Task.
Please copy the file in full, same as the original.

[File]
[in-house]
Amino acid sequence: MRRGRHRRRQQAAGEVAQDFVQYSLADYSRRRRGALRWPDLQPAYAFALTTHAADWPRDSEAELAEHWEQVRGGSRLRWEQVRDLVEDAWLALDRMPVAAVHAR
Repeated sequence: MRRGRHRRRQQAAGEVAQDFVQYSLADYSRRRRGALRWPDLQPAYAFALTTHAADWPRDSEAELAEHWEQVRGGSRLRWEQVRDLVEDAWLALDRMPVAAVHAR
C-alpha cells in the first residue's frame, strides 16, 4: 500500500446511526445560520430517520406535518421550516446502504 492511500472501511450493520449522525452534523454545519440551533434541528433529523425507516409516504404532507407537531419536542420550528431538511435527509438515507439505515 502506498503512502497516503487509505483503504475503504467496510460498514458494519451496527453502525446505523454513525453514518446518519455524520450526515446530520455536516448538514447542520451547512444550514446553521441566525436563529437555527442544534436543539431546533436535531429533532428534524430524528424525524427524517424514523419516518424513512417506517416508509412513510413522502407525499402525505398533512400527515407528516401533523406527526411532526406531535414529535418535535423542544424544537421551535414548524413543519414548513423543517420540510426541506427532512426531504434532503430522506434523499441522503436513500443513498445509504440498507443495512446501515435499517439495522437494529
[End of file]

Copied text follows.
[in-house]
Amino acid sequence: MRRGRHRRRQQAAGEVAQDFVQYSLADYSRRRRGALRWPDLQPAYAFALTTHAADWPRDSEAELAEHWEQVRGGSRLRWEQVRDLVEDAWLALDRMPVAAVHAR
Repeated sequence: MRRGRHRRRQQAAGEVAQDFVQYSLADYSRRRRGALRWPDLQPAYAFALTTHAADWPRDSEAELAEHWEQVRGGSRLRWEQVRDLVEDAWLALDRMPVAAVHAR
C-alpha cells in the first residue's frame, strides 16, 4: 500500500446511526445560520430517520406535518421550516446502504 492511500472501511450493520449522525452534523454545519440551533434541528433529523425507516409516504404532507407537531419536542420550528431538511435527509438515507439505515 502506498503512502497516503487509505483503504475503504467496510460498514458494519451496527453502525446505523454513525453514518446518519455524520450526515446530520455536516448538514447542520451547512444550514446553521441566525436563529437555527442544534436543539431546533436535531429533532428534524430524528424525524427524517424514523419516518424513512417506517416508509412513510413522502407525499402525505398533512400527515407528516401533523406527526411532526406531535414529535418535535423542544424544537421551535414548524413543519414548513423543517420540510426541506427532512426531504434532503430522506434523499441522503436513500443513498445509504440498507443495512446501515435499517439495522437494529